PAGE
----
Can Americans Afford Climate Change Disasters?

Teresa Roberts
4 min readSep 4, 2023

Billions and Billions of Tax Dollars are Spent to Rebuild

Our world (my photo)

I hold firmly to the belief that modern societies need to constantly evolve as we attain more knowledge from scientific development. I also believe that social evolution demands and supports the moral responsibility to work toward human equality. We’ve made progress, especially in the last 100 years, but we have a long way to go.

Today’s problems demanding our attention are different from yesterday’s.

That may often be the case. However, we have one quickly growing problem that needs to be addressed as soon as possible or else we are going to continue to dramatically lose ground.

Climate change devastation is here to stay.

Each year that passes we are faced with massive destruction. Homes, businesses, forests, personal belongings, coastlines, and more are demolished by fierce weather events like floods, drought, and fires. Governors and Presidents send in the troops to recover, repair, and rebuild. That’s a good thing. And, as far as I can tell, no matter how anti-government a state may claim to be, it always welcomes the money and resources offered.

Yet I question how much longer we can afford these massive expenses.

Furthermore, does it make sense to rebuild in the same high-risk region?
As one climate disaster after another destroys a region, insurance companies are losing interest in covering those who insist on living and working there. They are pulling out of states like Texas, Florida, and California. When the big insurance CEOs acknowledged the problem, that really should’ve been a wake-up call for the entire country. After all, money talks in the United States a lot more than human suffering.

The loss of money moves people to get things done.

In my mind, there are at least two things that we need to start thinking about as we continue to respond to massive destruction in various parts of the country. Number one, we need to refuse to rebuild in areas that are high risk. This might be a hard thing to do, but not unheard of as places like Phoenix are already beginning to respond appropriately to high-risk situations.

Phoenix has issued a ban on any new building permits due to a lack of groundwater. In other words, they are stepping in to limit the growth of the city which in and of itself is fairly impressive. America has always seen growth as the ideal situation, but it’s no longer feasible in many parts of the country.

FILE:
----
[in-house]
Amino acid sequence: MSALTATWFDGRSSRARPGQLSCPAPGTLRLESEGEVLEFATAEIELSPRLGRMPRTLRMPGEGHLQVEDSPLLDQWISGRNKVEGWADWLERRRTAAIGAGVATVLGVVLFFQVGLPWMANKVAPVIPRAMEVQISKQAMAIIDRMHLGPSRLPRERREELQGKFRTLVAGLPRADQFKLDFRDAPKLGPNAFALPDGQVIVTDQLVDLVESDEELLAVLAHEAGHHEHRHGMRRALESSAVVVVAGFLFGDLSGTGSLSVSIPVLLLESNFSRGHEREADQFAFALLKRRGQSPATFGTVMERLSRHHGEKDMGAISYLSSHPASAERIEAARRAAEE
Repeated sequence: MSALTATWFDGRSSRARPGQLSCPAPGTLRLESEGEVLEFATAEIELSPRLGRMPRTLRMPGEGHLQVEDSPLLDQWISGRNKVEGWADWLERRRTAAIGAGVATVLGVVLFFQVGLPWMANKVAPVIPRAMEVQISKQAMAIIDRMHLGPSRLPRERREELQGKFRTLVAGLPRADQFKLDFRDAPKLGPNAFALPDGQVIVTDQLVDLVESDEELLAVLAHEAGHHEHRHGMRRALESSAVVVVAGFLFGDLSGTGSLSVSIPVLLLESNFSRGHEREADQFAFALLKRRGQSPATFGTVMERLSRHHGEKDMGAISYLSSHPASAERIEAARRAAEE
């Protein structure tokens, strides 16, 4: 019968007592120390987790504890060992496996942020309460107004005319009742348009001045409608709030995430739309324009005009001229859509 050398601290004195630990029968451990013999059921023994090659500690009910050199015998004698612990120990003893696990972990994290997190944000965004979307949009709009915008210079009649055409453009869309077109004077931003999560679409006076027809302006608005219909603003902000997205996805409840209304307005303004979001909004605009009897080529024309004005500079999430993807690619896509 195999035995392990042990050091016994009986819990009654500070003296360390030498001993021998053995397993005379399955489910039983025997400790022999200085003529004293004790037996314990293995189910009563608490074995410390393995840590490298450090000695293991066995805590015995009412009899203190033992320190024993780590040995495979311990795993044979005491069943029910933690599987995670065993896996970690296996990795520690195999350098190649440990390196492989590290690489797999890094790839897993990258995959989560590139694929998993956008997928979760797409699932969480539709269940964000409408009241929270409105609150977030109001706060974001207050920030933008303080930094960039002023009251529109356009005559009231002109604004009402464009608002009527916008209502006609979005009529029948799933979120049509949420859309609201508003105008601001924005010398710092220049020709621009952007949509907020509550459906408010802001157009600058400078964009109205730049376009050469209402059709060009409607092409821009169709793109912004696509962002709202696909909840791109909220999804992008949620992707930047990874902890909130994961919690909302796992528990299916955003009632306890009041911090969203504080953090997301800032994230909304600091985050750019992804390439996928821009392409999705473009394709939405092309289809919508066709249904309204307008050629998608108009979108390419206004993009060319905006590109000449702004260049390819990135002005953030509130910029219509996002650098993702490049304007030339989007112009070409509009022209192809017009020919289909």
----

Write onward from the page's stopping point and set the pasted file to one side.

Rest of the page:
Oddly enough, some of the fastest-growing areas of the US are in the most vulnerable states, Florida, Texas, and Arizona.

Many Americans are still in denial when it comes to climate change and their wealth. When you consider that houses are often our largest personal investments, it makes no sense to deliberately buy a home in a high-risk area where it’s not only expensive to insure but often impossible.

The second thing that we need to do in preparation for the new normal is invest in more climate-change-durable infrastructures. I’m not just talking about the systems that support a city like storm drains, gas lines, bridges, roads, and water supplies. Of course, we need to upgrade, redesign, and rethink these necessary systems. They were never built to withstand the new normal.

However, I’m also talking about the materials we use to construct houses and buildings and how we design them.

We live in a different world. Climate change is no longer a talking point for the future but has arrived and most likely there is no turning back. The way we do business needs to change, too. It is time for innovation and creative ideas to take center stage.

We’ve done it before and maybe we can do it again.

We created the Industrial Revolution which called for massive innovation, creativity, hard work, determination, and all of the discomfort that comes with change. Now we need a climate change revolution. Mother Nature is forcing our hand. Just as many people felt threatened by the Industrial Revolution, we’re experiencing the same fear and resistance to the next big wave of change, comparable to the Industrial Revolution but more technologically advanced.

However, there remains a significant portion of the American population who resist the change needed and have instead chosen to scapegoat scientists, education, and knowledge, even if it kills them. The Republican party will zero in on that anger and ignorance if given the opportunity. They’re developing a plan called Project 2025 to dismantle US climate policy for the next Republican president. Even as they stand with outstretched hands to receive disaster money in disproportionate amounts in the very states that refuse to accept reality.

The stark truth is hard to hear.

Yet, we have a choice to make. Doing nothing is a choice. We can move toward a Star Trek world or refuse to change and slowly become a third-world country. We can keep throwing massive amounts of taxpayer dollars to repeatedly rebuild over and over again or we can invest that money in the change that is needed to keep our edge in the long term. It is a question of survival at this point.

Whether 21st-century societies have the intestinal fortitude to adapt in order to survive remains to be seen.

Teresa is an author and professional myth buster. You can find her books on Amazon.

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Teresa Roberts

Teresa is an author, world traveler, and professional myth buster. She’s also a top writer on climate change and the future.